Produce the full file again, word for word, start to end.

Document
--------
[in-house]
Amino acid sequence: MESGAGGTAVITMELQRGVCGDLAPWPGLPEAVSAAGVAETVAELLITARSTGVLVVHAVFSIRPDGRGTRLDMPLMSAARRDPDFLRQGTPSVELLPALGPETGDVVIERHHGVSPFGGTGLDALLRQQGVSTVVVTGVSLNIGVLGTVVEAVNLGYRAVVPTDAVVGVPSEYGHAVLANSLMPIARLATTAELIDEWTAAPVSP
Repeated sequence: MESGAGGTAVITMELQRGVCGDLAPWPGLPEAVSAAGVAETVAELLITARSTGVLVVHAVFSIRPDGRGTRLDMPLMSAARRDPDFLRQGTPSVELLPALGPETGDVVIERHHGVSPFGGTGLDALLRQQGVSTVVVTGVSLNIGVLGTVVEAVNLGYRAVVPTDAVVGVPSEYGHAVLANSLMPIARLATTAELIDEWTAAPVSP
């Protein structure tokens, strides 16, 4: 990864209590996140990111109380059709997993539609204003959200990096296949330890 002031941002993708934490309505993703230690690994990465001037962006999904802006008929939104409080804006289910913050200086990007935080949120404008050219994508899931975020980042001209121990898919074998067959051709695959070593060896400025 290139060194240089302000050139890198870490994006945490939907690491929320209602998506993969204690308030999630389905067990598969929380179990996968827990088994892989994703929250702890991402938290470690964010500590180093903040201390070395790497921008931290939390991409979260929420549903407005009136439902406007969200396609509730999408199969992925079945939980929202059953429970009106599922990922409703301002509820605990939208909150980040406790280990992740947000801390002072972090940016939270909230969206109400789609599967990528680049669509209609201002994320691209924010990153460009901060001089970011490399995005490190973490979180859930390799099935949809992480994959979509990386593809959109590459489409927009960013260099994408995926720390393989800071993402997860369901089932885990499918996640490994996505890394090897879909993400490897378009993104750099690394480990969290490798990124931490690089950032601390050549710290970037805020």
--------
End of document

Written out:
[in-house]
Amino acid sequence: MESGAGGTAVITMELQRGVCGDLAPWPGLPEAVSAAGVAETVAELLITARSTGVLVVHAVFSIRPDGRGTRLDMPLMSAARRDPDFLRQGTPSVELLPALGPETGDVVIERHHGVSPFGGTGLDALLRQQGVSTVVVTGVSLNIGVLGTVVEAVNLGYRAVVPTDAVVGVPSEYGHAVLANSLMPIARLATTAELIDEWTAAPVSP
Repeated sequence: MESGAGGTAVITMELQRGVCGDLAPWPGLPEAVSAAGVAETVAELLITARSTGVLVVHAVFSIRPDGRGTRLDMPLMSAARRDPDFLRQGTPSVELLPALGPETGDVVIERHHGVSPFGGTGLDALLRQQGVSTVVVTGVSLNIGVLGTVVEAVNLGYRAVVPTDAVVGVPSEYGHAVLANSLMPIARLATTAELIDEWTAAPVSP
């Protein structure tokens, strides 16, 4: 990864209590996140990111109380059709997993539609204003959200990096296949330890 002031941002993708934490309505993703230690690994990465001037962006999904802006008929939104409080804006289910913050200086990007935080949120404008050219994508899931975020980042001209121990898919074998067959051709695959070593060896400025 290139060194240089302000050139890198870490994006945490939907690491929320209602998506993969204690308030999630389905067990598969929380179990996968827990088994892989994703929250702890991402938290470690964010500590180093903040201390070395790497921008931290939390991409979260929420549903407005009136439902406007969200396609509730999408199969992925079945939980929202059953429970009106599922990922409703301002509820605990939208909150980040406790280990992740947000801390002072972090940016939270909230969206109400789609599967990528680049669509209609201002994320691209924010990153460009901060001089970011490399995005490190973490979180859930390799099935949809992480994959979509990386593809959109590459489409927009960013260099994408995926720390393989800071993402997860369901089932885990499918996640490994996505890394090897879909993400490897378009993104750099690394480990969290490798990124931490690089950032601390050549710290970037805020």